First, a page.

A three-member commission, with its own staff separate from departments and advised by gardaí, will be set up to replace the Office of the Director of Corporate Enforcement.
It is unclear if the ODCE’s current director, Ian Drennan, will remain at the helm of the new agency with the existing staff.
The ODCE came in for criticism after the collapse of the trial of former Anglo banker Seán FitzPatrick earlier this year. A report by the ODCE on its handling of the case for the Government has yet to be published, despite being presented months ago.
Tánaiste and Jobs Minister Frances Fitzgerald yesterday said the attorney general was still advising on whether the report, believed to address where there were problems with the Anglo case, would be published. She said it is a complex issue that involves the “rights of people”.
It is unclear how exactly the new corporate probing agency will differ from the ODCE. Ms Fitzgerald said, after the Anglo trial collapse, that the ODCE was “not fit for purpose”.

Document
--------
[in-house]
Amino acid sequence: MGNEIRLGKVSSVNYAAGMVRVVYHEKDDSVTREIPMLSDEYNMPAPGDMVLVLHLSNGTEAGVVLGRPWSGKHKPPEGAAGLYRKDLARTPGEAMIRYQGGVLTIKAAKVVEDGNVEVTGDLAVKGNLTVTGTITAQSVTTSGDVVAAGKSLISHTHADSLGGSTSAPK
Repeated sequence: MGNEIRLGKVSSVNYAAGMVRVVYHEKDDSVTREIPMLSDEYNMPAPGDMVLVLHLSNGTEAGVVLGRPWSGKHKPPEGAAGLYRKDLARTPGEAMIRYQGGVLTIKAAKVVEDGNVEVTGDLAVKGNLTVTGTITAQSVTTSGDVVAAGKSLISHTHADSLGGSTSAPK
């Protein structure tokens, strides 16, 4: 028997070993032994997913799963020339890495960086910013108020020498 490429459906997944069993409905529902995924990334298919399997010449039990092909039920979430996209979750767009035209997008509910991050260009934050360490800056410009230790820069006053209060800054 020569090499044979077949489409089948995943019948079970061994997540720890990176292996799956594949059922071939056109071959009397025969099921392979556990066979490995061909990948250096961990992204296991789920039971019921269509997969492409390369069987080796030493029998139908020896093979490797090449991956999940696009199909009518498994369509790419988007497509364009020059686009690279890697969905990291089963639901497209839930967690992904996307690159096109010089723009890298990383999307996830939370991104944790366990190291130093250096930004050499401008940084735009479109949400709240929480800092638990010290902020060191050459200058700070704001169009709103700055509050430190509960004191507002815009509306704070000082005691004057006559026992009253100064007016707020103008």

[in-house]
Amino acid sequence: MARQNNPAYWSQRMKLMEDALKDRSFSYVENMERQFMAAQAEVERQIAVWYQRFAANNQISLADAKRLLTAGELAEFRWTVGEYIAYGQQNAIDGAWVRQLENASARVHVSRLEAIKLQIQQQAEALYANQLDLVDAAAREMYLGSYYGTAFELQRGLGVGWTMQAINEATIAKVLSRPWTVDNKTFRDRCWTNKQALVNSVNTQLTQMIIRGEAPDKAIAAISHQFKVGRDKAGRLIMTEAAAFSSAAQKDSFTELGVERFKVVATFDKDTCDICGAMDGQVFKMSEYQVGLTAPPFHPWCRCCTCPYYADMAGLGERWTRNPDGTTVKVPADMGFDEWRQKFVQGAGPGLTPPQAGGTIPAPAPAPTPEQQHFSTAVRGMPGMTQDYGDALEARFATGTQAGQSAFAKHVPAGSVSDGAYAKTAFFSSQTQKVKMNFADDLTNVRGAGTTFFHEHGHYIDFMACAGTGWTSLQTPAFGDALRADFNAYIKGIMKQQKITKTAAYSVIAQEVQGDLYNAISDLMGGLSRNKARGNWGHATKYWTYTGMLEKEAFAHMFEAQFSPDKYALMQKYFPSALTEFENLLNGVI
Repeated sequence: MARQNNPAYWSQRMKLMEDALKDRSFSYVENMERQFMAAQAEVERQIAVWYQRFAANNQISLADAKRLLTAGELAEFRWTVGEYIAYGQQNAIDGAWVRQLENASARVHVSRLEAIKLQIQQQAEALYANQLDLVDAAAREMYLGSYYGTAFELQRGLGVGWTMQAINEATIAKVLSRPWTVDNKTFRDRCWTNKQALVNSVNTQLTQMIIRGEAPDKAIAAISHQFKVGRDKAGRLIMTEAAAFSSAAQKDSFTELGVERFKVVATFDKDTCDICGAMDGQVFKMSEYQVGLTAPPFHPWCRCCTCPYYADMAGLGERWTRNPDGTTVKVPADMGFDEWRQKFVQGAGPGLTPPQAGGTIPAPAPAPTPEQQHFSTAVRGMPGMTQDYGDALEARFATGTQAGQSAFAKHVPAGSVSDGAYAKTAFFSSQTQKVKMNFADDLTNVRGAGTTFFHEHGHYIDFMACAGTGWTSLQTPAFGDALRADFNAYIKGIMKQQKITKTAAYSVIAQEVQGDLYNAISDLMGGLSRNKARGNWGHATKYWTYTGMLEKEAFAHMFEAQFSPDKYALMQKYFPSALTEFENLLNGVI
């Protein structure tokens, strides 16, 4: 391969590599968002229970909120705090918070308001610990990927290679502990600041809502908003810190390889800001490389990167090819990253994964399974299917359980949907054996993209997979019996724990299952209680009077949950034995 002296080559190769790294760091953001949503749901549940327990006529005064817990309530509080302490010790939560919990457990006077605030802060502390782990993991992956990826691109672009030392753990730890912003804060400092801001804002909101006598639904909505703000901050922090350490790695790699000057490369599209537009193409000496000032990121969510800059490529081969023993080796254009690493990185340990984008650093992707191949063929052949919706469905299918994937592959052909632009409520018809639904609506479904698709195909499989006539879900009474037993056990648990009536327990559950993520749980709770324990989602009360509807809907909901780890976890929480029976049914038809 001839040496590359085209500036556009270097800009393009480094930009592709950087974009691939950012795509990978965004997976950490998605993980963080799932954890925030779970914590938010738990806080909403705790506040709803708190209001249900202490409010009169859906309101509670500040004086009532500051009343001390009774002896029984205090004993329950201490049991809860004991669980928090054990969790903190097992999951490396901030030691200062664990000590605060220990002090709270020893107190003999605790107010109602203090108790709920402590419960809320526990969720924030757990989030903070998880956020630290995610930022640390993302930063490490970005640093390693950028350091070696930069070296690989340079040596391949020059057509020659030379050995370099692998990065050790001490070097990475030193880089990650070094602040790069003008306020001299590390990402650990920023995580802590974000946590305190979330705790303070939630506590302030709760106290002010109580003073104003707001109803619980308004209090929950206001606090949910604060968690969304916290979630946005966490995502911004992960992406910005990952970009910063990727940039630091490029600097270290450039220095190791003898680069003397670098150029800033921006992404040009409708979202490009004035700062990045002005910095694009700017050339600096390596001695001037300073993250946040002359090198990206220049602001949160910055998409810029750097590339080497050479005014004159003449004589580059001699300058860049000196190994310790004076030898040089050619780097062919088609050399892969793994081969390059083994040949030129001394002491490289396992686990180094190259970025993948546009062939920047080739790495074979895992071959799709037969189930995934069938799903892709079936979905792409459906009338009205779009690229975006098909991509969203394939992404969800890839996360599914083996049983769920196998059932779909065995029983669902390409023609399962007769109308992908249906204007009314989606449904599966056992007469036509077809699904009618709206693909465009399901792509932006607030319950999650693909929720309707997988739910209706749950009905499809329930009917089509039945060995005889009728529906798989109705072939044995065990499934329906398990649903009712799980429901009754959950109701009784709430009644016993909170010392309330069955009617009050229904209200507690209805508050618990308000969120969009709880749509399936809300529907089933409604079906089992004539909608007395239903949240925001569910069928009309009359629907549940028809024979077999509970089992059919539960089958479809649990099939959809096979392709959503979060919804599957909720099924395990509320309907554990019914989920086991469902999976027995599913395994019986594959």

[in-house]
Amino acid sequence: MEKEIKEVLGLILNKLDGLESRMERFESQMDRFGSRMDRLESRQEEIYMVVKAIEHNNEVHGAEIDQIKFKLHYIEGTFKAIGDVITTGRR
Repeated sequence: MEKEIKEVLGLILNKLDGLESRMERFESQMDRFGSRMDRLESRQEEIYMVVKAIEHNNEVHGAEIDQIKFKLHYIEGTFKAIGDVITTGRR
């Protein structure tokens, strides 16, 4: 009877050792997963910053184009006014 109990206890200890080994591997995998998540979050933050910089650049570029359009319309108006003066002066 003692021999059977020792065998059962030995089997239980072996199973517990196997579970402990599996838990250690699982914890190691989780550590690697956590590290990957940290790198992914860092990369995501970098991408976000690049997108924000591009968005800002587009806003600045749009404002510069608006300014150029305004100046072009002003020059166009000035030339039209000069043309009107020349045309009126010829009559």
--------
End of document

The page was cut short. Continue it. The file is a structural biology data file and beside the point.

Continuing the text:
She said the usual open advertising rules would apply for the new agency, but would not say if the same ODCE director would run it or not.
Separate Government sources say Mr Drennan is expected to remain as director of the new bureau.
Ms Fitzgerald also said the new agency would act in a similar manner to the current Competition and Consumer Protection Commission.
The Social Democrats, a party which has continuously called for an independent, anti-corruption agency to be established, welcomed the developments.
In a statement, it said: “We simply can’t afford to see any repeat of the bungling that led to the recent collapse of the trial of the former Anglo banker Seán FitzPatrick. It’s just a pity that this reform is only now being mooted, nine years after our banks collapsed and it was already apparent that the ODCE didn’t have the necessary powers and resources to cope with the fallout.”
Elsewhere, the Government announced the setting up of a new Garda-led joint agency taskforce to tackle white-collar crime. This will initially focus on tackling payment fraud and credit-card fraud.
In total, 28 actions or measures were launched by four departments and ministers spearheading the reforms.
Justice Minister Charlie Flanagan said his reforms would see shorter trial spans, more efficient caseloads for jurors, and more use of video-links in courts.
There will also be new corruption legislation to target wrongful trading or insider trading.
Finance Minister Paschal Donohoe also said there would be stricter rules for the directors of companies reporting, while there will also be a new anti-money-laundering plan.